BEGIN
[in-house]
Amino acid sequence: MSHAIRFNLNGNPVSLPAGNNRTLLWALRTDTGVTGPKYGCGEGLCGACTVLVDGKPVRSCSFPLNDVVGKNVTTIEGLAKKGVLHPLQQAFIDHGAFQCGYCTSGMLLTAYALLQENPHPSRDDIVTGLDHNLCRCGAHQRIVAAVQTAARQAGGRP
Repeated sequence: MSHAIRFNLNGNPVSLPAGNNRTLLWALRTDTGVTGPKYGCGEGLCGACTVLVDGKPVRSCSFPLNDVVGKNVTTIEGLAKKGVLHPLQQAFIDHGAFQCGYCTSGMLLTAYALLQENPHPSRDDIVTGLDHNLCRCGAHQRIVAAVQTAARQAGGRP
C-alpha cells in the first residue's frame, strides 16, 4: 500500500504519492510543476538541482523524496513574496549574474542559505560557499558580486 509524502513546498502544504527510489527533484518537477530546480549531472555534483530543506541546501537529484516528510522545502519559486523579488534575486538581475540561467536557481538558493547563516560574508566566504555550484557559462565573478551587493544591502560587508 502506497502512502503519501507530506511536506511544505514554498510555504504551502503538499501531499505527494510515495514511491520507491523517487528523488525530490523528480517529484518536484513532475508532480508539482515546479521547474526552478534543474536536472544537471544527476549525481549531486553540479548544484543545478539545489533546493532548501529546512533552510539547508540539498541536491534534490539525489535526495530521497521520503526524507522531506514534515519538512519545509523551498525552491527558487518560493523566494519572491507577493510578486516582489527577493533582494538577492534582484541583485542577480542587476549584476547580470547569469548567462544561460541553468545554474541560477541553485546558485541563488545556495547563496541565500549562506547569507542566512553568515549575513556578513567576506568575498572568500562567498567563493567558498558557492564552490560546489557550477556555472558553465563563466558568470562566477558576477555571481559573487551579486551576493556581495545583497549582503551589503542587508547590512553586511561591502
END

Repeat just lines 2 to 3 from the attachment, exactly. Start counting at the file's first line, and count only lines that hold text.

Amino acid sequence: MSHAIRFNLNGNPVSLPAGNNRTLLWALRTDTGVTGPKYGCGEGLCGACTVLVDGKPVRSCSFPLNDVVGKNVTTIEGLAKKGVLHPLQQAFIDHGAFQCGYCTSGMLLTAYALLQENPHPSRDDIVTGLDHNLCRCGAHQRIVAAVQTAARQAGGRP
Repeated sequence: MSHAIRFNLNGNPVSLPAGNNRTLLWALRTDTGVTGPKYGCGEGLCGACTVLVDGKPVRSCSFPLNDVVGKNVTTIEGLAKKGVLHPLQQAFIDHGAFQCGYCTSGMLLTAYALLQENPHPSRDDIVTGLDHNLCRCGAHQRIVAAVQTAARQAGGRP